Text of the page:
Rail nationalisation: how Labour's plan would work
'Radical' part-nationalisation of the railway will please passengers, says Miliband – but not everyone's convinced
A partial nationalisation of Britain's railways will be discussed at Labour's National Policy Forum this weekend and the plans are expected to appear the party's general election manifesto.
A change in law to allow part-nationalisation would be the "most radical overhaul" of the UK's rail networks since they were privatised in the 1990s, the Evening Standard reports.
What is the plan?
According to the Labour leadership, part nationalisation will involve setting up a "level playing field", where publically owned companies would be allowed to bid against private firms for specific rail contracts.
It would create a "state owned train company", which would compete against private companies such as Virgin and Stagecoach, the BBC's political editor Nick Robinson reports.
The decision follows the success of a state takeover of the East Coast mainline after National Express could no longer afford to run it.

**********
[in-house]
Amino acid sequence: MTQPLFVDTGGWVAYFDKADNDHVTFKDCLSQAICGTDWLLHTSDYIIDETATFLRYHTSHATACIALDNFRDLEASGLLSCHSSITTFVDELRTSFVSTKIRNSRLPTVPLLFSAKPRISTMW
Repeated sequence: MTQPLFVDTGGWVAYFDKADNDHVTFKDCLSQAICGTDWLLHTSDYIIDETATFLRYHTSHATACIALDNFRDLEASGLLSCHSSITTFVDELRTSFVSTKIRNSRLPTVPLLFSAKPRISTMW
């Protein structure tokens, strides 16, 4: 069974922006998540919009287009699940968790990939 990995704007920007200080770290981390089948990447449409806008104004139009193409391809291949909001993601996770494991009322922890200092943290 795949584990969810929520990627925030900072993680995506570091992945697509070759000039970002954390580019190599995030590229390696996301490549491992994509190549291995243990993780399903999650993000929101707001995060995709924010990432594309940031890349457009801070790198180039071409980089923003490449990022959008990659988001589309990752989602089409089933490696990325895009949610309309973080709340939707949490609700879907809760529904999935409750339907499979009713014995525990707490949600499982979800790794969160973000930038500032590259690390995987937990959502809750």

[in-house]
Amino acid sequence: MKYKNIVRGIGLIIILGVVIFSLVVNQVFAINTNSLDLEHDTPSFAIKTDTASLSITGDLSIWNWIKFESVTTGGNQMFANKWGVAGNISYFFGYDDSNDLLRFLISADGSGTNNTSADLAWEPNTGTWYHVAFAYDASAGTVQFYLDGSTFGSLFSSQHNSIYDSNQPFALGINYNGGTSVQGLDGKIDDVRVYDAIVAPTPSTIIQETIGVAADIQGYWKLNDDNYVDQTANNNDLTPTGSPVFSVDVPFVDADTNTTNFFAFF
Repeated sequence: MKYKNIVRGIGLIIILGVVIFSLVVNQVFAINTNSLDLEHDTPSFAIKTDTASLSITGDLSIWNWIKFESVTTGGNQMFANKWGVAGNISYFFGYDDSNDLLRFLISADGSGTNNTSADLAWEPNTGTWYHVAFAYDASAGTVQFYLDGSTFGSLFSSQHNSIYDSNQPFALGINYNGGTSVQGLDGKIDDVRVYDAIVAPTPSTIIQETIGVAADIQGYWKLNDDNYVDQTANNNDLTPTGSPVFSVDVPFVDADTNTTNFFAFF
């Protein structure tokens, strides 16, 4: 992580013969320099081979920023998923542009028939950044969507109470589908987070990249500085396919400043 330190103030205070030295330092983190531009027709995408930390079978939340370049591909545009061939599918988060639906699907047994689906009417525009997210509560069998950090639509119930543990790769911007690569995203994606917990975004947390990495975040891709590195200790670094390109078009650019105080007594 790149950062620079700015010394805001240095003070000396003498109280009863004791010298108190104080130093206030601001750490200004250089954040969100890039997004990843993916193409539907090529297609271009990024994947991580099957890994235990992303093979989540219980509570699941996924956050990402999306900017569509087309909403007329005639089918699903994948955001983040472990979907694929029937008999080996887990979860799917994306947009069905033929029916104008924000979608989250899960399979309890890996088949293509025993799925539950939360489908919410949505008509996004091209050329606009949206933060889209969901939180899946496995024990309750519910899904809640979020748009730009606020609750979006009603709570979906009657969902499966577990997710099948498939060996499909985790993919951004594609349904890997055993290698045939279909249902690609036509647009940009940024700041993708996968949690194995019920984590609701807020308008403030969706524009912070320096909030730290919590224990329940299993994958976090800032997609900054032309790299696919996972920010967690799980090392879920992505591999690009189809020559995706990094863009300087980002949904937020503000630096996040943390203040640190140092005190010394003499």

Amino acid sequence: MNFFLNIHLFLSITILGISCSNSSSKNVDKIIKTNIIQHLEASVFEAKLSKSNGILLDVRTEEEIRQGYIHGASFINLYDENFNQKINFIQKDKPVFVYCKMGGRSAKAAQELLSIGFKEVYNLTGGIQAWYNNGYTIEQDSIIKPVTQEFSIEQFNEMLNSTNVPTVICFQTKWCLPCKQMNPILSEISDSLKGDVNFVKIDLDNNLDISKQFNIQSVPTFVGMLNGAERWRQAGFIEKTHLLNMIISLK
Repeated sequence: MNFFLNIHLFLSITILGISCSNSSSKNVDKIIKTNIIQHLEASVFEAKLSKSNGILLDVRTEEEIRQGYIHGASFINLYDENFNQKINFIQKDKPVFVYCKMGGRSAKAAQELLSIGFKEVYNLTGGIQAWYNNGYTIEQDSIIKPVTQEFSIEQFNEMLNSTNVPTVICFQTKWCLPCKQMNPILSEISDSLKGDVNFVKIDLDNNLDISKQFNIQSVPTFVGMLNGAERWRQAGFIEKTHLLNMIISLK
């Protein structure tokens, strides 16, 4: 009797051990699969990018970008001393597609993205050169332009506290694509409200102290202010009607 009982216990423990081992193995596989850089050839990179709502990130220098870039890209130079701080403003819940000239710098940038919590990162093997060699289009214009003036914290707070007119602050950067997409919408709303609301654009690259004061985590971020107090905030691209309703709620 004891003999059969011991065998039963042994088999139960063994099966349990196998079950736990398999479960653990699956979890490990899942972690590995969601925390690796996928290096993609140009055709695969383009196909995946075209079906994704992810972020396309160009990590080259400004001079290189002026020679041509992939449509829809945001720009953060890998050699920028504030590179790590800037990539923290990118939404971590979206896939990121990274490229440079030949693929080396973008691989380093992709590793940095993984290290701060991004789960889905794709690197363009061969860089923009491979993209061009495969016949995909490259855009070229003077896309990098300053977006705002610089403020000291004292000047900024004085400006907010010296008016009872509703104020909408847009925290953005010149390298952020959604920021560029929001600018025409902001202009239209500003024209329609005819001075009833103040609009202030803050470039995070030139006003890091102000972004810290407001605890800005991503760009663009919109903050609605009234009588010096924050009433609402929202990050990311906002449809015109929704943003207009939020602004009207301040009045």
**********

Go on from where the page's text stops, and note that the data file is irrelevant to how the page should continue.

David Miliband told Andrew Marr in May: "We have got to recognise that the system at the moment has flaws in it... Passengers are paying high fares in this country and we are paying big subsidies from the taxpayer."
Labour's motion says the current UK rail system is "not delivering a fair deal" to passengers or the taxpayer, and the part-nationalisation plan would include plans to:
- Cap annual fare rises on every route
- Simplify fare structures
- Create a new 'legal right' to the cheapest ticket
Miliband will, however, resist calls for full nationalisation, reports The Independent, as the party leader is "wary of a return to Old Labour and British Rail".
What has the reaction been?
Ed Miliband was accused of "old- fashioned socialism" earlier this year after he hinted that part-nationalisation might be included in his party's manifesto, the Daily Telegraph reports.
Martin Griffiths, chief executive of Stagecoach told the Financial Times that part-nationalisation would "deter transport companies from bidding for rail franchises" as it would increase the cost of bidding.
Labour's plans were described as a "fast track to chaos" by the Transport Secretary Patrick McLoughlin.
While the decision was welcomed by some Labour voters, commentators argue Miliband is expected to face a "sizeable rebellion" from unionists and left-wing activists this weekend, who believe part-nationalisation, does not go far enough.